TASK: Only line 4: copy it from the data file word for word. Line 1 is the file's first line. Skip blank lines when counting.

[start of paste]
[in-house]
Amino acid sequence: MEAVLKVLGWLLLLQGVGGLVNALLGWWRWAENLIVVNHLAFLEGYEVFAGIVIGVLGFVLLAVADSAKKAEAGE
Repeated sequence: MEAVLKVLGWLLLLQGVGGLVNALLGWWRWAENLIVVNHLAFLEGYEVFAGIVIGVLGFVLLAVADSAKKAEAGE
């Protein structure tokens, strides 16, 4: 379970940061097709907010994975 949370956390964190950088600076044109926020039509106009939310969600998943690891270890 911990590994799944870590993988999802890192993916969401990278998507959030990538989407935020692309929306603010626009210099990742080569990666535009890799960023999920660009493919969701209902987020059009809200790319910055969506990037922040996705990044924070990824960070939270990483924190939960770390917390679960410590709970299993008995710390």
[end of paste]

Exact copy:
């Protein structure tokens, strides 16, 4: 379970940061097709907010994975 949370956390964190950088600076044109926020039509106009939310969600998943690891270890 911990590994799944870590993988999802890192993916969401990278998507959030990538989407935020692309929306603010626009210099990742080569990666535009890799960023999920660009493919969701209902987020059009809200790319910055969506990037922040996705990044924070990824960070939270990483924190939960770390917390679960410590709970299993008995710390």